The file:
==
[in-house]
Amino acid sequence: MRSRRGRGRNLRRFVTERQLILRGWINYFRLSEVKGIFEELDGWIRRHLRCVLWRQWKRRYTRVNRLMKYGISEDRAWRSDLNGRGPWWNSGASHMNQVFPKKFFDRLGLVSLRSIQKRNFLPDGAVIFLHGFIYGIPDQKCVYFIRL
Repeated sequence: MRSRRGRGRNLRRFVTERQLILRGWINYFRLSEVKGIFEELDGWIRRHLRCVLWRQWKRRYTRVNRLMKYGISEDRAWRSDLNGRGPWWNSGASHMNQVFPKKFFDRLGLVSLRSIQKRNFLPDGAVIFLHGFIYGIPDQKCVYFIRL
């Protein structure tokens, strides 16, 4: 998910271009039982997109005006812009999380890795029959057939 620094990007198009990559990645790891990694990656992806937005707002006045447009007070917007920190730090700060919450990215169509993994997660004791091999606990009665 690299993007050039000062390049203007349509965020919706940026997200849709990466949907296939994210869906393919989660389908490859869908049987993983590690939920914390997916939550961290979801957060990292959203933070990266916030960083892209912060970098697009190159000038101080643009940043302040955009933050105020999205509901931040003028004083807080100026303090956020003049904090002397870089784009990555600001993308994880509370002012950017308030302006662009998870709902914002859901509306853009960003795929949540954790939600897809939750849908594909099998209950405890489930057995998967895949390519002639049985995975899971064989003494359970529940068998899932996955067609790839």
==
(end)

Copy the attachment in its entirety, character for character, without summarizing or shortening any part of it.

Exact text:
[in-house]
Amino acid sequence: MRSRRGRGRNLRRFVTERQLILRGWINYFRLSEVKGIFEELDGWIRRHLRCVLWRQWKRRYTRVNRLMKYGISEDRAWRSDLNGRGPWWNSGASHMNQVFPKKFFDRLGLVSLRSIQKRNFLPDGAVIFLHGFIYGIPDQKCVYFIRL
Repeated sequence: MRSRRGRGRNLRRFVTERQLILRGWINYFRLSEVKGIFEELDGWIRRHLRCVLWRQWKRRYTRVNRLMKYGISEDRAWRSDLNGRGPWWNSGASHMNQVFPKKFFDRLGLVSLRSIQKRNFLPDGAVIFLHGFIYGIPDQKCVYFIRL
């Protein structure tokens, strides 16, 4: 998910271009039982997109005006812009999380890795029959057939 620094990007198009990559990645790891990694990656992806937005707002006045447009007070917007920190730090700060919450990215169509993994997660004791091999606990009665 690299993007050039000062390049203007349509965020919706940026997200849709990466949907296939994210869906393919989660389908490859869908049987993983590690939920914390997916939550961290979801957060990292959203933070990266916030960083892209912060970098697009190159000038101080643009940043302040955009933050105020999205509901931040003028004083807080100026303090956020003049904090002397870089784009990555600001993308994880509370002012950017308030302006662009998870709902914002859901509306853009960003795929949540954790939600897809939750849908594909099998209950405890489930057995998967895949390519002639049985995975899971064989003494359970529940068998899932996955067609790839």